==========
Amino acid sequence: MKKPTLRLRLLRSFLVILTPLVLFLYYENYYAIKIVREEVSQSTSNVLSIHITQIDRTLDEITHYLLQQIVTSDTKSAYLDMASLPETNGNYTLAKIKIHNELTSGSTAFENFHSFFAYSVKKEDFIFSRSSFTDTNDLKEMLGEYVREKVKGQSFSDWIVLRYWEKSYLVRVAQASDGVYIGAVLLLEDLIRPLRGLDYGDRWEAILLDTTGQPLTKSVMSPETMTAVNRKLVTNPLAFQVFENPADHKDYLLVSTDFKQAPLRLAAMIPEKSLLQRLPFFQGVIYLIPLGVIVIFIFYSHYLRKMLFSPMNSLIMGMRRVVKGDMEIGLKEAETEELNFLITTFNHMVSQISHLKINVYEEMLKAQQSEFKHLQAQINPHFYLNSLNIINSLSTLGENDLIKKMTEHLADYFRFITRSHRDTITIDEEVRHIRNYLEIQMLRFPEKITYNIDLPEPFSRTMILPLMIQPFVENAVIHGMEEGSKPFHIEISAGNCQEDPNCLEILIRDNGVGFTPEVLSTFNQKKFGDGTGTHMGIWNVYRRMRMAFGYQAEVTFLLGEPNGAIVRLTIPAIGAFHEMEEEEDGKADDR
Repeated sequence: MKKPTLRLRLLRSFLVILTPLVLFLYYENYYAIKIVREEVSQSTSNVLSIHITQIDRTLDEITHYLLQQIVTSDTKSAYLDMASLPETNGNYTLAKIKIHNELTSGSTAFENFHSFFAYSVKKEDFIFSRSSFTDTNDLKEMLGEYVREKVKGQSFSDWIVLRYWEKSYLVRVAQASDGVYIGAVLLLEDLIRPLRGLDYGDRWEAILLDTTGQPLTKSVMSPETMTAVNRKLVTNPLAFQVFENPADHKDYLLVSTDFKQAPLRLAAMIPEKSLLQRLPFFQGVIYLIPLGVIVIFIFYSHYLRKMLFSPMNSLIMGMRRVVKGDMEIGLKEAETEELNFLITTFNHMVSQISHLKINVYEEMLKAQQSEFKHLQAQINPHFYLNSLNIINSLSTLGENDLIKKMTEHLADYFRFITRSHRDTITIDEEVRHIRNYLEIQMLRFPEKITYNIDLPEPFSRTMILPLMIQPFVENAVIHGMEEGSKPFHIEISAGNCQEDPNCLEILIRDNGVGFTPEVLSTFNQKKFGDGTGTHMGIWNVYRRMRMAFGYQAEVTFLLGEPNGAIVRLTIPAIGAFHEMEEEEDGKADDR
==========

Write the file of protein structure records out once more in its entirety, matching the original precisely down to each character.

Amino acid sequence: MKKPTLRLRLLRSFLVILTPLVLFLYYENYYAIKIVREEVSQSTSNVLSIHITQIDRTLDEITHYLLQQIVTSDTKSAYLDMASLPETNGNYTLAKIKIHNELTSGSTAFENFHSFFAYSVKKEDFIFSRSSFTDTNDLKEMLGEYVREKVKGQSFSDWIVLRYWEKSYLVRVAQASDGVYIGAVLLLEDLIRPLRGLDYGDRWEAILLDTTGQPLTKSVMSPETMTAVNRKLVTNPLAFQVFENPADHKDYLLVSTDFKQAPLRLAAMIPEKSLLQRLPFFQGVIYLIPLGVIVIFIFYSHYLRKMLFSPMNSLIMGMRRVVKGDMEIGLKEAETEELNFLITTFNHMVSQISHLKINVYEEMLKAQQSEFKHLQAQINPHFYLNSLNIINSLSTLGENDLIKKMTEHLADYFRFITRSHRDTITIDEEVRHIRNYLEIQMLRFPEKITYNIDLPEPFSRTMILPLMIQPFVENAVIHGMEEGSKPFHIEISAGNCQEDPNCLEILIRDNGVGFTPEVLSTFNQKKFGDGTGTHMGIWNVYRRMRMAFGYQAEVTFLLGEPNGAIVRLTIPAIGAFHEMEEEEDGKADDR
Repeated sequence: MKKPTLRLRLLRSFLVILTPLVLFLYYENYYAIKIVREEVSQSTSNVLSIHITQIDRTLDEITHYLLQQIVTSDTKSAYLDMASLPETNGNYTLAKIKIHNELTSGSTAFENFHSFFAYSVKKEDFIFSRSSFTDTNDLKEMLGEYVREKVKGQSFSDWIVLRYWEKSYLVRVAQASDGVYIGAVLLLEDLIRPLRGLDYGDRWEAILLDTTGQPLTKSVMSPETMTAVNRKLVTNPLAFQVFENPADHKDYLLVSTDFKQAPLRLAAMIPEKSLLQRLPFFQGVIYLIPLGVIVIFIFYSHYLRKMLFSPMNSLIMGMRRVVKGDMEIGLKEAETEELNFLITTFNHMVSQISHLKINVYEEMLKAQQSEFKHLQAQINPHFYLNSLNIINSLSTLGENDLIKKMTEHLADYFRFITRSHRDTITIDEEVRHIRNYLEIQMLRFPEKITYNIDLPEPFSRTMILPLMIQPFVENAVIHGMEEGSKPFHIEISAGNCQEDPNCLEILIRDNGVGFTPEVLSTFNQKKFGDGTGTHMGIWNVYRRMRMAFGYQAEVTFLLGEPNGAIVRLTIPAIGAFHEMEEEEDGKADDR